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Monday, December 09, 2019 {{ new Date().getDay() }}

By Jim Puzzanghera, Los Angeles Times

Private-sector job growth slowed in May to 179,000, the lowest level since January, payroll firm Automatic Data Processing said Wednesday.

The figure was below analyst expectations for 210,000 net new jobs. ADP also revised down its April estimate by 5,000, to 215,000.

“After a strong post-winter rebound in April, job growth in May slowed somewhat,” said ADP Chief Executive Carlos Rodriguez.

Still, the May figure was an improvement over the 163,000 net new jobs a year earlier and was in line with the average over the previous 12 months, he said.

The ADP report comes two days before the Labor Department’s monthly report on private- and public-sector job growth. But it can be an unreliable indicator.

For example, ADP initially reported 220,000 net new private-sector jobs in April. The Labor Department said the figure was 273,000.

Some of that April growth was a bounce back from sluggish hiring in the winter because of extreme weather in much of the country. Economists have been expecting a slowdown in May.

The consensus forecast is that the Labor Department will report Friday that the economy added 213,000 net new jobs in May. The unemployment rate is projected to rise 0.1 percentage points to 6.4%.

May’s private-sector job growth was disappointing, said Mark Zandi, chief economist of Moody’s Analytics, which assists ADP in preparing the report.

“The job market has yet to break out from the pace of growth that has prevailed over the last three years,” he said.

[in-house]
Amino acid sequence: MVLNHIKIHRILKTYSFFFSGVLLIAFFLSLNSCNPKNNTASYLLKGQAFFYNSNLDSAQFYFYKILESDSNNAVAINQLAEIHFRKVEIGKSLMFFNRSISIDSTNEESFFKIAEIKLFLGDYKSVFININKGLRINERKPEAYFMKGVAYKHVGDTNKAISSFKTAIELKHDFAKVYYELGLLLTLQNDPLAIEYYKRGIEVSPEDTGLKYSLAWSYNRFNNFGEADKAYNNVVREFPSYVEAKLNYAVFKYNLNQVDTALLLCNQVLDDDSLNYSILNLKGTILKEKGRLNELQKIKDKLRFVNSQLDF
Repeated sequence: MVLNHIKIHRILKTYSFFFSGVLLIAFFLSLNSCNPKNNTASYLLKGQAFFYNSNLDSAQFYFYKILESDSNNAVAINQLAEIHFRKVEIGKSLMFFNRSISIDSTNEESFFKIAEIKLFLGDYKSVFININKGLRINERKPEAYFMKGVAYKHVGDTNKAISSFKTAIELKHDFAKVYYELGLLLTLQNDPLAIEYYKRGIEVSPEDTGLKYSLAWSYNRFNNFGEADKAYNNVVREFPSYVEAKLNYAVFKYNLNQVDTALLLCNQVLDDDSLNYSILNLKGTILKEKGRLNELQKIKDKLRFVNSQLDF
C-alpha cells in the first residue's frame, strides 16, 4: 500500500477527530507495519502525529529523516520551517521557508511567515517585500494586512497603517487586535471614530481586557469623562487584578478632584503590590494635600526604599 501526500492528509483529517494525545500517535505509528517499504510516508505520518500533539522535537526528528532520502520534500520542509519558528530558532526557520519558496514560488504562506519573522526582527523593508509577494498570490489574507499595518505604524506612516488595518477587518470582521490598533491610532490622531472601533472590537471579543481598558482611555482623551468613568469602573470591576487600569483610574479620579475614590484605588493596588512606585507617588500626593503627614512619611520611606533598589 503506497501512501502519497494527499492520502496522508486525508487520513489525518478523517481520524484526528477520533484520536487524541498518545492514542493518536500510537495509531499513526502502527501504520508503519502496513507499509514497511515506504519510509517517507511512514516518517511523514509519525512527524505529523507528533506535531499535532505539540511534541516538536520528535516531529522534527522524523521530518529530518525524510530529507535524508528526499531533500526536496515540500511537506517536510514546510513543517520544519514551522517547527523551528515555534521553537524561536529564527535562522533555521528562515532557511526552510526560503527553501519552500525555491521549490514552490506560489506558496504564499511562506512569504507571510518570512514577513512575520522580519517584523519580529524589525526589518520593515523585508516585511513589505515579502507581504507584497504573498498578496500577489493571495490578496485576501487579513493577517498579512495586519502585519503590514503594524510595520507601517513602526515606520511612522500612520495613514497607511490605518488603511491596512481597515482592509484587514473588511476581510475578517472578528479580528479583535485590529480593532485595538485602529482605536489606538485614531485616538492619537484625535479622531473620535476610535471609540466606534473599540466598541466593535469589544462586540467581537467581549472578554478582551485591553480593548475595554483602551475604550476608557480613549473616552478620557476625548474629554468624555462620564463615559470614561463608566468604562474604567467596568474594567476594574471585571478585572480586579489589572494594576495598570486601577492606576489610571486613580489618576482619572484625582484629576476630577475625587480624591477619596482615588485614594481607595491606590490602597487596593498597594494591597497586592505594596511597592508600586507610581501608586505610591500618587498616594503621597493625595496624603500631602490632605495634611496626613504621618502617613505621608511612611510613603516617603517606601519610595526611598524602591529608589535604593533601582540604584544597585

The slower growth last month came largely from less hiring by professional and business services companies, which added 46,000 net new jobs compared with 75,000 the previous month, Zandi said.

Companies that provide temporary workers in those fields might have become more cautious after aggressive hiring during the past year, he said.

Construction, another important industry, saw job growth drop by 2,000, to 14,000, in May, the lowest level since August, ADP said.

In a positive sign, hiring by manufacturing firms increased sharply, with 10,000 net new jobs in May compared with 2,000 the previous month, ADP reported. It was the best job growth for that sector since December.

Photo: Samuel Huron via Flickr

President Trump and former Vice President Biden at first 2020 presidential debate

Screenshot from C-Span YouTube

Reprinted with permission from DailyKos

Donald Trump is claiming that he will still debate despite the rule change that will cut off the candidates' microphones while their opponent delivers his initial two-minute response to each of the debate's topics. But everything else Trump and his campaign are saying sounds like they're laying the groundwork to back out.

"I will participate," Trump told reporters Monday night. "But it's very unfair that they changed the topics and it's very unfair that again we have an anchor who's totally biased." At his Arizona rally Monday, Trump attacked moderator Kristen Welker as a "radical Democrat" and claimed she had "deleted her entire account," which is false. Trump's campaign manager, Bill Stepien, went further in his whining about the debate.